I am writing you from Iquitos, Peru, a muddy, rough and tumble town deep in the Amazon. I’m looking out at the river as I write this actually. It’s the closest I’ve ever felt to the end of the world… there is no road through the rainforest to this city… the only access is by river or by air, and it feels just slightly off. Like everyone is on their own. Everything is crumbling in the oppressive heat and humidity, and while it feels like anything could happen, it probably won’t, because, you know, the resigned shrug of an insignificant frontier town.
Today started in frigid Cusco, parting ways with my wife and travel buddy Jasmine, and it ends deep in the heart of the Amazon rainforest, on the banks of the same river, in sweaty Iquitos, the largest city in the world that cannot be reached by road.
When I left Lima for Cusco, I could hardly believe I was in the same country. Well, that goes double for this crazy place, a humid mess of mototaxis and cycles. The girls wear less, and the guys are much more open about selling you drugs… or the girls.
Iquitos is a city of 400,000 people linked tenuously to the outside world by river or by air, and surrounded on all sides by the deep Amazon rainforest. It is a rough and tumble place. It was never under Inca control, and it barely feels under Peru’s.
I spent the better part of the day travelling, waiting in Lima’s airport for a connecting flight on Star Peru, which is the Peruvian equivalent of Southwest, if Southwest didn’t ever make public announcements about flight delays, served Inka Cola and slices of bread as snacks, and used an ink pen to check in its passengers as its service representative walked around the airport asking each person individually if they were passengers on the upcoming flight. It’s charming, in a way, but their flights also seem to take off… whenever.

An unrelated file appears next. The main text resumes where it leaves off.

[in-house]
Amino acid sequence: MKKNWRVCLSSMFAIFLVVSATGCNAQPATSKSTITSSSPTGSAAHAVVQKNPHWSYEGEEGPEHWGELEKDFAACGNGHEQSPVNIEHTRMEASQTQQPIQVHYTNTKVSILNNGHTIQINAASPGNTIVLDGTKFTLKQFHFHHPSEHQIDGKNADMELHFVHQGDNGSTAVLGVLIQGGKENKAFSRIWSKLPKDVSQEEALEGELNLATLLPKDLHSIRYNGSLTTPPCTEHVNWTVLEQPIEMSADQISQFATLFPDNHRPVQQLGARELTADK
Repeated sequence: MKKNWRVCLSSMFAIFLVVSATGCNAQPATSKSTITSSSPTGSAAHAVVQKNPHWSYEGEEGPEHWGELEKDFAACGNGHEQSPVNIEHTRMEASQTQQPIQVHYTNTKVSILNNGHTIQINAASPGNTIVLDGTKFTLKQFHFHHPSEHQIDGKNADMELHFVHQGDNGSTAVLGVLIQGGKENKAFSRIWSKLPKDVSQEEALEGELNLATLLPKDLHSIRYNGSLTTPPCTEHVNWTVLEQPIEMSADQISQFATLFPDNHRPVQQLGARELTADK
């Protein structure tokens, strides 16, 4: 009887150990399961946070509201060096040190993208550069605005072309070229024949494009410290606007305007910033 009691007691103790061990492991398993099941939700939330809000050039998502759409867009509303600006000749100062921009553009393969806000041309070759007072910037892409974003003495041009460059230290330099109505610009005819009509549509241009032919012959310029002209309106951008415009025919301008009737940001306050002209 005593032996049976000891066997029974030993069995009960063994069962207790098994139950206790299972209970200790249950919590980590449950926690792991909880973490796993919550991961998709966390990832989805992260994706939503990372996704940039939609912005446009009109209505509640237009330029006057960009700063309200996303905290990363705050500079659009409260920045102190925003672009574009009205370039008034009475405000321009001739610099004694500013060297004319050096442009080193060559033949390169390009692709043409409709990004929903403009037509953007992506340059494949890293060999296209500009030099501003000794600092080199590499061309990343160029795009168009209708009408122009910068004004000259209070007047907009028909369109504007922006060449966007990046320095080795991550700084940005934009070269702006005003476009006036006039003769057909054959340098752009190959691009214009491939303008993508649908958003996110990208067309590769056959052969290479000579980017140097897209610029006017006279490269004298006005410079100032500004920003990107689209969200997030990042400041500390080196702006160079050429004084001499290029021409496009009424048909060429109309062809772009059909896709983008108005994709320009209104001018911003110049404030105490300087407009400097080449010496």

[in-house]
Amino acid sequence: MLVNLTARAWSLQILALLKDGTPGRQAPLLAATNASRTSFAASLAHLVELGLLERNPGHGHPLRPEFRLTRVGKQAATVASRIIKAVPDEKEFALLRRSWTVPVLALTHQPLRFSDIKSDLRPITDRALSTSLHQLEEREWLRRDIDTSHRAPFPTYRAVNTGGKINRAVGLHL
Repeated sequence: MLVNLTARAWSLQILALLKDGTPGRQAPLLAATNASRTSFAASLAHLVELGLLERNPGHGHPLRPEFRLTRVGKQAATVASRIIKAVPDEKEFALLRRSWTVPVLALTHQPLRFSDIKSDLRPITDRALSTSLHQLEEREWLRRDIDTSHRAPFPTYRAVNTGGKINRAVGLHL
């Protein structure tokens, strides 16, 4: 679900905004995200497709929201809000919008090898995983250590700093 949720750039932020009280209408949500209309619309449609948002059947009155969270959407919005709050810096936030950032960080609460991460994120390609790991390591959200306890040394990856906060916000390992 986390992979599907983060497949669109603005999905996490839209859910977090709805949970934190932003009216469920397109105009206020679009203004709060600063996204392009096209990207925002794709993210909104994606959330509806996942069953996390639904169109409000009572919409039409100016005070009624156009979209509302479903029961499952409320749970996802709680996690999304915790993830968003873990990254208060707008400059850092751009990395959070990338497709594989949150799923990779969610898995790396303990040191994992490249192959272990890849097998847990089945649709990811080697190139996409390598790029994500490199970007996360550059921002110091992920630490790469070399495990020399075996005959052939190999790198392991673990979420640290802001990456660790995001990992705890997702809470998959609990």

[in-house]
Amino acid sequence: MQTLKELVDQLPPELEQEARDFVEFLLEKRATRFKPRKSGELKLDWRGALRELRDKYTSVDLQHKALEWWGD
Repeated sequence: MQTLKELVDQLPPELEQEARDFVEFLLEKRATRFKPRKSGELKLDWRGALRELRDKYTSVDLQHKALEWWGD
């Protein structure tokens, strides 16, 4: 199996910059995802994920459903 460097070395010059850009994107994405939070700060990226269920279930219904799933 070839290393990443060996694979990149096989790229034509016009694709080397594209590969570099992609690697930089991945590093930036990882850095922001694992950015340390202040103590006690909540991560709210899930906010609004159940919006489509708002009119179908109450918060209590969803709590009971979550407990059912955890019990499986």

So long day, that I won’t go any further into, except to say that I’m here. After a thrilling, wild ride in the back of a mototaxi from the airport to my hostel overlooking the Amazon River, I took a short walk around town.
It was dark already, but I did manage to find my way into the Museum of Indigenous Peoples, which highlights dozens of cultures from across the Amazon basin. It was a well put together effort, done on a shoestring budget, but with precision and passion. There were too many artifacts to even go into here, but some of my favorite included a three meter long blowgun used for hunting. The display was clear to mention that it was only three meters long, and that other tribes prefer the accuracy afforded by the four meter model.
Also fascinating were the details of coming of age ceremonies across different cultures, from the tribe that covers their young men in fire ants to the one that pulls every hair from the heads of their young ladies. These feats demonstrate arrival into manhood and the preparedness for the pain of childbirth, respectively, and are only successfully accomplished – if the young person doesn’t scream or feint or otherwise shame themselves in the process.
And my students whine about a couple of pages of reading for class tomorrow…
Tomorrow I descend the Amazon and will be out of touch for three or four days – no wifi, because there’s no electricity where I’m going.
I’d like to take a moment now to thank everyone who is following my adventure. I usually write about them, but this is the first time I’ve ever posted it “live” and I’m really enjoying all of your feedback! So, thanks!
And finally, once again, thank you to Fund for Teachers, for so graciously making this entire adventure possible with their generous financial support. This is truly a dream come true, and it i already unfolding into ideas for lessons and projects that I could never have dreamed of while sitting at home and plotting the whole thing.
See you all in a few days with a rundown of my adventure up the Amazon River!